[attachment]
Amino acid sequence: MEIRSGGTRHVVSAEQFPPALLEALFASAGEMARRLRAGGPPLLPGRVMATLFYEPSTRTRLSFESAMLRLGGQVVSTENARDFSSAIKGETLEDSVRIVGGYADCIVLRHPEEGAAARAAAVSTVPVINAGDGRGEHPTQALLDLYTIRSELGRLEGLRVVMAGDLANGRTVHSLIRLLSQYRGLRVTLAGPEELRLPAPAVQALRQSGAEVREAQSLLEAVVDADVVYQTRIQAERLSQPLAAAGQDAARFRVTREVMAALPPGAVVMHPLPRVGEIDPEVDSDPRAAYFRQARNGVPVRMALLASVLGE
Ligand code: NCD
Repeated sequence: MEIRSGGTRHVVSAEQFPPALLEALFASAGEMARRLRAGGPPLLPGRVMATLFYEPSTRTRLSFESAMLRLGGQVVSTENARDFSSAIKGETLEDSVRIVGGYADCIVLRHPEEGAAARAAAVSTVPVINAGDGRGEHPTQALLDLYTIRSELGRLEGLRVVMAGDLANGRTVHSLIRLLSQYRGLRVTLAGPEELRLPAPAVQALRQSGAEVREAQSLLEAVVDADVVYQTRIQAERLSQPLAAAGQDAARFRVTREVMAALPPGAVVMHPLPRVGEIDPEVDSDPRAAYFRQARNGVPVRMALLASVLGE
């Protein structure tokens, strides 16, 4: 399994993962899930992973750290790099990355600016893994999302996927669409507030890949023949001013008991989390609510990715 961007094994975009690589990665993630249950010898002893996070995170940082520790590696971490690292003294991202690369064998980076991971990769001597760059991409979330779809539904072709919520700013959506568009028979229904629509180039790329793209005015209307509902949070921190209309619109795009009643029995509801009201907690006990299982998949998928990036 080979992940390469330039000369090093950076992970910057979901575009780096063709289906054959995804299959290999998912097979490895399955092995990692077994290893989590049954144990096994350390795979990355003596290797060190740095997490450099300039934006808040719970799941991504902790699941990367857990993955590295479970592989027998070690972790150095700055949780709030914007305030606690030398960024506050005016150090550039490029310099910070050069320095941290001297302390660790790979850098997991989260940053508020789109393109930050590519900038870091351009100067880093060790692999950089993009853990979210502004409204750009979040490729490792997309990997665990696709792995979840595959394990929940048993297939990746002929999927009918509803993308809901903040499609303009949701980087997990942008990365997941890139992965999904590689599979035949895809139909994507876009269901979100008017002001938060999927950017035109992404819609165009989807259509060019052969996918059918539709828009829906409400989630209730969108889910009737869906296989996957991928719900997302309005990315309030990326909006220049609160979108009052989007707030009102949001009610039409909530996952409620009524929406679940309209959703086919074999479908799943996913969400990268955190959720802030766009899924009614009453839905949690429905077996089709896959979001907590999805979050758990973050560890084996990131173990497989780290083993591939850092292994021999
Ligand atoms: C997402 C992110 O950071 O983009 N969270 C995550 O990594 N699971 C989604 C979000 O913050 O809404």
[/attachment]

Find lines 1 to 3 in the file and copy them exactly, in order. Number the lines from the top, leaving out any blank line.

Amino acid sequence: MEIRSGGTRHVVSAEQFPPALLEALFASAGEMARRLRAGGPPLLPGRVMATLFYEPSTRTRLSFESAMLRLGGQVVSTENARDFSSAIKGETLEDSVRIVGGYADCIVLRHPEEGAAARAAAVSTVPVINAGDGRGEHPTQALLDLYTIRSELGRLEGLRVVMAGDLANGRTVHSLIRLLSQYRGLRVTLAGPEELRLPAPAVQALRQSGAEVREAQSLLEAVVDADVVYQTRIQAERLSQPLAAAGQDAARFRVTREVMAALPPGAVVMHPLPRVGEIDPEVDSDPRAAYFRQARNGVPVRMALLASVLGE
Ligand code: NCD
Repeated sequence: MEIRSGGTRHVVSAEQFPPALLEALFASAGEMARRLRAGGPPLLPGRVMATLFYEPSTRTRLSFESAMLRLGGQVVSTENARDFSSAIKGETLEDSVRIVGGYADCIVLRHPEEGAAARAAAVSTVPVINAGDGRGEHPTQALLDLYTIRSELGRLEGLRVVMAGDLANGRTVHSLIRLLSQYRGLRVTLAGPEELRLPAPAVQALRQSGAEVREAQSLLEAVVDADVVYQTRIQAERLSQPLAAAGQDAARFRVTREVMAALPPGAVVMHPLPRVGEIDPEVDSDPRAAYFRQARNGVPVRMALLASVLGE